Andrew Mackinlay: To ask the Secretary of State for Foreign and Commonwealth Affairs what the estimated (a) number and (b) percentage is of the populations of (i) Bosnia and Herzegovina and (ii) Kosovo who have visa-free access to European Union countries by virtue of their Croatian passports or citizenship is; and if he will make a statement. 
Mr. MacShane [holding answer 14 January 2004]: While we are aware that a number of Croatian citizens living in Bosnia and Herzegovina and Kosovo have visa-free access to European Union countries by virtue of their Croatian passports or citizenship, we do not have details of precise numbers. In order to travel to the UK, all Croatian citizens must have a visa.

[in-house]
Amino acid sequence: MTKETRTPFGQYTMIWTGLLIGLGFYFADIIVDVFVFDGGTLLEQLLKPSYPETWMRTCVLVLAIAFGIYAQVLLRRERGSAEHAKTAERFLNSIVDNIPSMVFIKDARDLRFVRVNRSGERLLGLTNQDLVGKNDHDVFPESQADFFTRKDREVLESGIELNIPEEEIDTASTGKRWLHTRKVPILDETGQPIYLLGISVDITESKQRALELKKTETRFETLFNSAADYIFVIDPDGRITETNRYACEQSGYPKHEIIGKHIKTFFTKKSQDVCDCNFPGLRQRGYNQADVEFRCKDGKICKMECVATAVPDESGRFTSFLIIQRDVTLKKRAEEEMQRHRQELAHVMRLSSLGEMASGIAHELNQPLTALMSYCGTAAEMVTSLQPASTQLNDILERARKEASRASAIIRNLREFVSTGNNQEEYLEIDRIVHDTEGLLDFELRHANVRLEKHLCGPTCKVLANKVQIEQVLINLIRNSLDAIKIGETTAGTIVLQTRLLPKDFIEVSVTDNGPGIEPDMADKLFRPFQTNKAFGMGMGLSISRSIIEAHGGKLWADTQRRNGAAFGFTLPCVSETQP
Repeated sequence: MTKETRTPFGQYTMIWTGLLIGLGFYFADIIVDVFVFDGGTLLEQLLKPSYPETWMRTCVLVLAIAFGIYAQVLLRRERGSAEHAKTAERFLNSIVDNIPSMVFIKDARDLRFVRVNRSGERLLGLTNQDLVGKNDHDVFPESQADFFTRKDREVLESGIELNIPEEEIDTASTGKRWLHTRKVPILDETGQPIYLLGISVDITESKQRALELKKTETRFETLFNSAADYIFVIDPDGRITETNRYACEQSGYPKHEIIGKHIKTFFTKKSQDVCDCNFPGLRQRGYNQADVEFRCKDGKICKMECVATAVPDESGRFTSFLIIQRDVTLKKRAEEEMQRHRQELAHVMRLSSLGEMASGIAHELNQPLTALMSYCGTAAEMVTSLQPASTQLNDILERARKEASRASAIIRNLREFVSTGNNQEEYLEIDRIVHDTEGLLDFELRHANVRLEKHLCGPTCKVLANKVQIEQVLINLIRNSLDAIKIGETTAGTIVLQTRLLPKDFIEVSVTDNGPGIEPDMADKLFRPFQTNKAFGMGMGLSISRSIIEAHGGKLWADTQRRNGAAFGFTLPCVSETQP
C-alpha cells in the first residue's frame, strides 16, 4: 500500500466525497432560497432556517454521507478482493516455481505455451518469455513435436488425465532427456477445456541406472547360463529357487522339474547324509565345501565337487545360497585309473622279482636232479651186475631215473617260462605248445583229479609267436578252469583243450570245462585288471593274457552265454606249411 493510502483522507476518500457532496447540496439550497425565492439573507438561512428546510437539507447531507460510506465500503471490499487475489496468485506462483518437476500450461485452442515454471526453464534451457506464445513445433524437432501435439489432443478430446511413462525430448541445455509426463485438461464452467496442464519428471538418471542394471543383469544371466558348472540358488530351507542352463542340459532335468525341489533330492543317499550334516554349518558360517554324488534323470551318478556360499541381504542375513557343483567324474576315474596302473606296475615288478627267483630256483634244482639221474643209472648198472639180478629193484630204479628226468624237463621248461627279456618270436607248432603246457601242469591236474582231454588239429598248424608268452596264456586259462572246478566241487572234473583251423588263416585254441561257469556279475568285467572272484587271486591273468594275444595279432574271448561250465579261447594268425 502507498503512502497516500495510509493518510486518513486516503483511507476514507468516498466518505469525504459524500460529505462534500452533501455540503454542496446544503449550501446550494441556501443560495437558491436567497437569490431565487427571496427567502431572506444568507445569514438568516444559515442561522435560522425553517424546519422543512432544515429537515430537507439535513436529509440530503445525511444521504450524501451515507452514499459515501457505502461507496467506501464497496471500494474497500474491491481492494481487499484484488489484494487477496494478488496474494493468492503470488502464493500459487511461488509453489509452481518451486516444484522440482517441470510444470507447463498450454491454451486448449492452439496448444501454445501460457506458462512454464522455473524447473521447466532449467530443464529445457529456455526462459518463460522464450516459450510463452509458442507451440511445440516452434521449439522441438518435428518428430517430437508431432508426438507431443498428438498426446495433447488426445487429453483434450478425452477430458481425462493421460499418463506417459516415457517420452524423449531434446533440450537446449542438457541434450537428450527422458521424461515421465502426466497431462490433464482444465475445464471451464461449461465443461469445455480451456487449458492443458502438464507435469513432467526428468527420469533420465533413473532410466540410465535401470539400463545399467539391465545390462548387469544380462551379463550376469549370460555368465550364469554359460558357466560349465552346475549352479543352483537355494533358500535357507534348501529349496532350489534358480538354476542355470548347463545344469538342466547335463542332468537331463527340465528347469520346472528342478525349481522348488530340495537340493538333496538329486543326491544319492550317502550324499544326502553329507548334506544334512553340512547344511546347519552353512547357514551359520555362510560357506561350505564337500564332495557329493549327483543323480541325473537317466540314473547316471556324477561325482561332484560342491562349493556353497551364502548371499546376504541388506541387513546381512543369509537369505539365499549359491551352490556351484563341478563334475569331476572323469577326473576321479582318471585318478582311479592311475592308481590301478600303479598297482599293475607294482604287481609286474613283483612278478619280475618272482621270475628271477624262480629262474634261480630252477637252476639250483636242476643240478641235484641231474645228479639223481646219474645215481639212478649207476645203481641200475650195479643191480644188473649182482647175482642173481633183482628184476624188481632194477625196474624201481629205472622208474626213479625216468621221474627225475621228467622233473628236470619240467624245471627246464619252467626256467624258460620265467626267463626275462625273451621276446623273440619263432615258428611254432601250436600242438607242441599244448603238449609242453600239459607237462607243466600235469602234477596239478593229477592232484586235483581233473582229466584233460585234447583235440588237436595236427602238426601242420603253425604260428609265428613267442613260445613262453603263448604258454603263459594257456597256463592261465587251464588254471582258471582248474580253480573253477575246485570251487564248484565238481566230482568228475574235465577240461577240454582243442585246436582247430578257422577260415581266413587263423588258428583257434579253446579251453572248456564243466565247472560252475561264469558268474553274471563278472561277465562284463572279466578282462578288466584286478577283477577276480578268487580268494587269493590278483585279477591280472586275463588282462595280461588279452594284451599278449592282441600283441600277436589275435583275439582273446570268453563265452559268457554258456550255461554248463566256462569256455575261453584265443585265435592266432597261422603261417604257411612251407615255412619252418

Mr. McNamara: To ask the Secretary of State for Foreign and Commonwealth Affairs if he will list the membership of the panel responsible for drawing up the shortlist of United Kingdom candidates for the European Court of Human Rights, indicating (a) whom they represent and (b) who appoints them. 
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Mr. Ancram: To ask the Secretary of State for Foreign and Commonwealth Affairs what assessment his Department has made of continuing activity in Libya between March and September 2003 aimed at developing a nuclear capability; and what assessment was made on where material and development assistance was coming from. 
Mr. MacShane: We take a keen interest in supplies to countries of proliferation concern, whatever the source. But the UK Government do not directly monitor sales of nuclear-related technology by Canada and France. Both countries are members of the Nuclear Suppliers Group (NSG) export control regime which controls the supply of nuclear-related items and technology.